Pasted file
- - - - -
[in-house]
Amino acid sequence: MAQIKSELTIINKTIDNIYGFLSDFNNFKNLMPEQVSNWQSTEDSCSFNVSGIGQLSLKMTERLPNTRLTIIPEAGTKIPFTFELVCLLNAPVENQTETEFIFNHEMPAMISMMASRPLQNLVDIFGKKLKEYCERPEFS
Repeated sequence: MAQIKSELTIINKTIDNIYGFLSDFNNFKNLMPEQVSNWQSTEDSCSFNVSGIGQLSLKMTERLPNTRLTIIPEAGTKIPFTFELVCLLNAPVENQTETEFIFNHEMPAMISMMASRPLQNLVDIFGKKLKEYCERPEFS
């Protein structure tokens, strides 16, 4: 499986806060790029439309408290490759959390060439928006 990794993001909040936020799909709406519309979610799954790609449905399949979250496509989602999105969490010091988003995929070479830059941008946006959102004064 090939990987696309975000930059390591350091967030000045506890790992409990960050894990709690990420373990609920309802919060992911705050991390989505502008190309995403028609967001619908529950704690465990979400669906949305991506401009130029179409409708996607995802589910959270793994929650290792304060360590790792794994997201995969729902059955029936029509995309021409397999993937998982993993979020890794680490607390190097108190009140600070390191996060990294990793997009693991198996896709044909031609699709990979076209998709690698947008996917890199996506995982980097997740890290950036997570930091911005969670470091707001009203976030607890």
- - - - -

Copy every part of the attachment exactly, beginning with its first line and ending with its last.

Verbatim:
[in-house]
Amino acid sequence: MAQIKSELTIINKTIDNIYGFLSDFNNFKNLMPEQVSNWQSTEDSCSFNVSGIGQLSLKMTERLPNTRLTIIPEAGTKIPFTFELVCLLNAPVENQTETEFIFNHEMPAMISMMASRPLQNLVDIFGKKLKEYCERPEFS
Repeated sequence: MAQIKSELTIINKTIDNIYGFLSDFNNFKNLMPEQVSNWQSTEDSCSFNVSGIGQLSLKMTERLPNTRLTIIPEAGTKIPFTFELVCLLNAPVENQTETEFIFNHEMPAMISMMASRPLQNLVDIFGKKLKEYCERPEFS
């Protein structure tokens, strides 16, 4: 499986806060790029439309408290490759959390060439928006 990794993001909040936020799909709406519309979610799954790609449905399949979250496509989602999105969490010091988003995929070479830059941008946006959102004064 090939990987696309975000930059390591350091967030000045506890790992409990960050894990709690990420373990609920309802919060992911705050991390989505502008190309995403028609967001619908529950704690465990979400669906949305991506401009130029179409409708996607995802589910959270793994929650290792304060360590790792794994997201995969729902059955029936029509995309021409397999993937998982993993979020890794680490607390190097108190009140600070390191996060990294990793997009693991198996896709044909031609699709990979076209998709690698947008996917890199996506995982980097997740890290950036997570930091911005969670470091707001009203976030607890």